Electric Vehicles: Indiana Laws
Certified Technology Park Designation
The Indiana Economic Development Corporation (IDEC) may designate an area as a certified technology park if certain criteria are met, including a commitment from at least one business engaged in a high technology activity that creates a significant number of jobs. The establishment of high technology activities and public facilities within a technology park serves a public purpose and benefits the public’s general welfare by encouraging investment, job creation and retention, and economic growth and diversity. High technology activities include advanced vehicles technology, which is any technology that involves electric vehicles, hybrid electric vehicles, or alternative fuel vehicles, or components used in the construction of these vehicles. For more information, see the IEDC Indiana Certified Technology Parks website. (Reference Indiana Code 36-7-32)
Clean Vehicle Acquisition Requirements
Each state entity must purchase or lease a clean energy vehicle, unless the Indiana Department of Administration (Department) determines that the purchase or lease of the vehicle is inappropriate for its intended use, or the purchase or lease would cost 20% more than a comparable non-clean energy vehicle. Additional exemptions apply. A clean energy vehicle is defined as a vehicle that operates on one or more alternative energy sources, including the following: a rechargeable energy storage system, hydrogen, natural gas, and propane. Each state entity must annually submit to the Department information regarding its use of clean energy vehicles. (Reference Indiana Code 5-22-5-8.5)
Electric Drive Vehicle Registration Fee
Battery electric vehicle owners are required to pay an additional registration fee of $150, and plug-in hybrid and hybrid electric vehicles are required to pay an additional registration fee of $50. The Indiana Bureau of Motor Vehicles will determine new fee amounts every five years. (Reference Indiana Code 9-18.1-5-12)
Electric Vehicles: Indiana Incentives
Diesel Vehicle Retrofit and Improvement Grants
The Indiana Department of Environmental Management (IDEM) administers the DieselWise Indiana grant programs to support projects that reduce diesel emissions. The Clean Diesel Across Indiana program provides grants ranging from $10,000 to $75,000 for projects throughout the state. Eligible applicants include private and public entities that operate equipment serving the public, including private bus fleets and sanitation fleets. Eligible projects include replacing or converting a diesel vehicle or vehicle component with one that operates on alternative fuel, as well as installing exhaust retrofit technologies, idle reduction technologies, aerodynamic technologies, and low rolling resistance tires. For more information see the IDEM DieselWise website.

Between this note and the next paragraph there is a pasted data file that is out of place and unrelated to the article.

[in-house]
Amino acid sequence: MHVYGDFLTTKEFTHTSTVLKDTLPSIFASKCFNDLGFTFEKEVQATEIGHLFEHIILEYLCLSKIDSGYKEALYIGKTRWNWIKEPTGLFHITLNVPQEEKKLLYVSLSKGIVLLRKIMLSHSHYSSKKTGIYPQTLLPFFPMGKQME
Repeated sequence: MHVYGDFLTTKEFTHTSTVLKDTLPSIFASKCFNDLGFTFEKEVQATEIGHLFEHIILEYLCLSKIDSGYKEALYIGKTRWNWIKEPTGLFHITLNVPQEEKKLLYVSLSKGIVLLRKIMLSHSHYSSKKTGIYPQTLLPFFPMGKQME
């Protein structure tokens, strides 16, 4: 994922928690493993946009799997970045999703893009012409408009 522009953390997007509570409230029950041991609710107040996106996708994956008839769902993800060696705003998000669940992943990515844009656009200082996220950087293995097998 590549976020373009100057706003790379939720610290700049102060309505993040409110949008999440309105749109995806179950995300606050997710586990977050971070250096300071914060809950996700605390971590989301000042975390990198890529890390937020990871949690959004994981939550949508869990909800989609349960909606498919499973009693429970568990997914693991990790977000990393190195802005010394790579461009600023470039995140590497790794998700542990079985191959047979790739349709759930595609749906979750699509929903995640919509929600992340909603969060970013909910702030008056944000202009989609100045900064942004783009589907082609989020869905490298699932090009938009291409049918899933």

Medium and Heavy Duty Grant Program
The Indiana Department of Environmental Management (IDEM) allocates a portion of its designated funds from the Volkswagen Environmental Mitigation Trust for the replacement or repower of eligible on-road and off-road vehicles and equipment. Eligible on-road vehicles and equipment include Class 4-8 trucks and Class 4-8 school, shuttle, and public transit buses. Eligible off-road vehicles and equipment include airport ground support equipment, forklifts, port cargo handling equipment, and freight-switcher locomotives. Applicants requesting funding must be registered with the Indiana Secretary of State. All vehicles and equipment must be certified or verified by the U.S. Environmental Protection Agency or the California Air Resources Board. Applicants proposing alternative fuel equipment or vehicle projects must identify the availability of fueling infrastructure. Additional terms and conditions apply. For more information, including current requests for proposals, see the IDEM Indiana VW Mitigation Trust Program website.
Vehicle Research and Development Grants
The Indiana 21st Century Research and Technology Fund provides grants and loans to support economic development in high technology industry clusters. Incentives are available for qualified alternative fuel technologies and fuel-efficient vehicle development and production. For more information, see the Indiana Venture Development website. (Reference Indiana Code 5-28-16-2)
EVs use a battery to store the electrical energy that powers the motor. EV batteries are charged by plugging the vehicle into an electric power source. Although electricity production may contribute to air pollution, the U.S. Environmental Protection Agency (EPA) considers EVs to be zero-emission vehicles because their motors produce no exhaust or emissions. Since EVs use no other fuel, they help reduce petroleum consumption.
Currently available EVs have a shorter range per charge than most conventional vehicles have per tank of gas. EV manufacturers typically target a minimum range of 100 miles. According to the U.S. Department of Transportation’s Federal Highway Administration, 100 miles is sufficient for more than 90% of all house- hold vehicle trips in the United States.
Light-duty HEV, PHEV, and EV models are currently available from a number of auto manufacturers, with additional models expected to be released in coming years. There are also a variety of medium and heavy-duty options available.
Retro and reinstated tax credits for AF/Infrastructure SD
In 2013, President Obama signed Public Law 112-240, the American Taxpayer Relief Act of 2012. The resulting changes are available for review on the Alternative Fuels Data Center (AFDC) Federal Laws and Incentives page. Specifically, the Act: Expands the Qualified Plug-In Electric Drive Motor Vehicle Tax Credit to include a credit for eligible two- and three-wheeled plug-in electric drive vehicles, valid through December 31, 2013.
Electric Vehicles: Information and Resources